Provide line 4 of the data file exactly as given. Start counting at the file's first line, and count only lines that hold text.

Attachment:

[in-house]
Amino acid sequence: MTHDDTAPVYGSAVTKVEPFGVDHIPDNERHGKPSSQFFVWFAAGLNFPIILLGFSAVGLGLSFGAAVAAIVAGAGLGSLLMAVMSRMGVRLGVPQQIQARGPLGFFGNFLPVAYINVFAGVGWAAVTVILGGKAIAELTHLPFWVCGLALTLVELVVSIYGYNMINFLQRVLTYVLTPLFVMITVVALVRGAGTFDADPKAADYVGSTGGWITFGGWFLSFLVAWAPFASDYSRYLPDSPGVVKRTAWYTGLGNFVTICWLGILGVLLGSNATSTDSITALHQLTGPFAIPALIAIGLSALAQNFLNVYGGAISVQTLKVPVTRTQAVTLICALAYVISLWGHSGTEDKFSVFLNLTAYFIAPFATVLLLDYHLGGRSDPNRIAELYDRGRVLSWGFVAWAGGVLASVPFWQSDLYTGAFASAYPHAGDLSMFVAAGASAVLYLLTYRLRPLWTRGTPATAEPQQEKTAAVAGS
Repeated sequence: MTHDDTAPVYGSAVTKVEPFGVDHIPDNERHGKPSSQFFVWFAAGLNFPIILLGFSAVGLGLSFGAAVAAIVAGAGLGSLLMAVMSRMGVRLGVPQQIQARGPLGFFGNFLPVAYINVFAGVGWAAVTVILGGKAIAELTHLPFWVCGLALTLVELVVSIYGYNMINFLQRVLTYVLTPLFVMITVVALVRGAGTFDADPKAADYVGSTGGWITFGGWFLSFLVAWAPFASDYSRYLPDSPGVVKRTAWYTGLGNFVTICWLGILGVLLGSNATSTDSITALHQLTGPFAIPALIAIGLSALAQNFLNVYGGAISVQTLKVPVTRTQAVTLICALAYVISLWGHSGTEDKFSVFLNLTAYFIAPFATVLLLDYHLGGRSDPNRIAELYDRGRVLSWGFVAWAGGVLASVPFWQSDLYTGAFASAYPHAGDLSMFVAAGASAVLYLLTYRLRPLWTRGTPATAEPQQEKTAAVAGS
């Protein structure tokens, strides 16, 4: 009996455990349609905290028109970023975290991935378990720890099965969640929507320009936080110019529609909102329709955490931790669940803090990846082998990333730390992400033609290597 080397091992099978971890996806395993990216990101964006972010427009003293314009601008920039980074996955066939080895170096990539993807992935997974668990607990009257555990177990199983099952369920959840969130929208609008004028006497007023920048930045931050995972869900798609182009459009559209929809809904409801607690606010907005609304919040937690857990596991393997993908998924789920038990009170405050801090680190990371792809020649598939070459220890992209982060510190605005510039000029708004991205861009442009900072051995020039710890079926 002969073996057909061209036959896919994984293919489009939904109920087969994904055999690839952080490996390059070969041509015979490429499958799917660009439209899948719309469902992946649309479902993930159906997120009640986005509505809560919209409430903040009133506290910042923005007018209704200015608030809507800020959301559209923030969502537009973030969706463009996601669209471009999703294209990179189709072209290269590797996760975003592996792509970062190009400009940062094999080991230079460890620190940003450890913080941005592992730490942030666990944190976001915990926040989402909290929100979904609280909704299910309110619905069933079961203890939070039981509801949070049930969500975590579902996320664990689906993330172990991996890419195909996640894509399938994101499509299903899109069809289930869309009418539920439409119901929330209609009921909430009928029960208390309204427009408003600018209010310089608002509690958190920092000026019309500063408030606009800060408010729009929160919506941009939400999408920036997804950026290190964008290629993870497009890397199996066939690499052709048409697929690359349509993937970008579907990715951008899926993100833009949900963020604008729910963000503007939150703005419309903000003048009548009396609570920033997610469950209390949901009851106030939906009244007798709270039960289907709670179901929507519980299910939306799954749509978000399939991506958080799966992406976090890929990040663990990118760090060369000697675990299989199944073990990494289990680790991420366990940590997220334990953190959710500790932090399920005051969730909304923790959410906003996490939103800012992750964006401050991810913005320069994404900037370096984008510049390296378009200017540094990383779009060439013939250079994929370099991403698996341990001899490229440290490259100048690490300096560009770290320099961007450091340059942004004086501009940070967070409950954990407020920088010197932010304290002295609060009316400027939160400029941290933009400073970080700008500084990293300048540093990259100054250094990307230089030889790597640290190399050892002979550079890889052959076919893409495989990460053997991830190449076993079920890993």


């Protein structure tokens, strides 16, 4: 009996455990349609905290028109970023975290991935378990720890099965969640929507320009936080110019529609909102329709955490931790669940803090990846082998990333730390992400033609290597 080397091992099978971890996806395993990216990101964006972010427009003293314009601008920039980074996955066939080895170096990539993807992935997974668990607990009257555990177990199983099952369920959840969130929208609008004028006497007023920048930045931050995972869900798609182009459009559209929809809904409801607690606010907005609304919040937690857990596991393997993908998924789920038990009170405050801090680190990371792809020649598939070459220890992209982060510190605005510039000029708004991205861009442009900072051995020039710890079926 002969073996057909061209036959896919994984293919489009939904109920087969994904055999690839952080490996390059070969041509015979490429499958799917660009439209899948719309469902992946649309479902993930159906997120009640986005509505809560919209409430903040009133506290910042923005007018209704200015608030809507800020959301559209923030969502537009973030969706463009996601669209471009999703294209990179189709072209290269590797996760975003592996792509970062190009400009940062094999080991230079460890620190940003450890913080941005592992730490942030666990944190976001915990926040989402909290929100979904609280909704299910309110619905069933079961203890939070039981509801949070049930969500975590579902996320664990689906993330172990991996890419195909996640894509399938994101499509299903899109069809289930869309009418539920439409119901929330209609009921909430009928029960208390309204427009408003600018209010310089608002509690958190920092000026019309500063408030606009800060408010729009929160919506941009939400999408920036997804950026290190964008290629993870497009890397199996066939690499052709048409697929690359349509993937970008579907990715951008899926993100833009949900963020604008729910963000503007939150703005419309903000003048009548009396609570920033997610469950209390949901009851106030939906009244007798709270039960289907709670179901929507519980299910939306799954749509978000399939991506958080799966992406976090890929990040663990990118760090060369000697675990299989199944073990990494289990680790991420366990940590997220334990953190959710500790932090399920005051969730909304923790959410906003996490939103800012992750964006401050991810913005320069994404900037370096984008510049390296378009200017540094990383779009060439013939250079994929370099991403698996341990001899490229440290490259100048690490300096560009770290320099961007450091340059942004004086501009940070967070409950954990407020920088010197932010304290002295609060009316400027939160400029941290933009400073970080700008500084990293300048540093990259100054250094990307230089030889790597640290190399050892002979550079890889052959076919893409495989990460053997991830190449076993079920890993």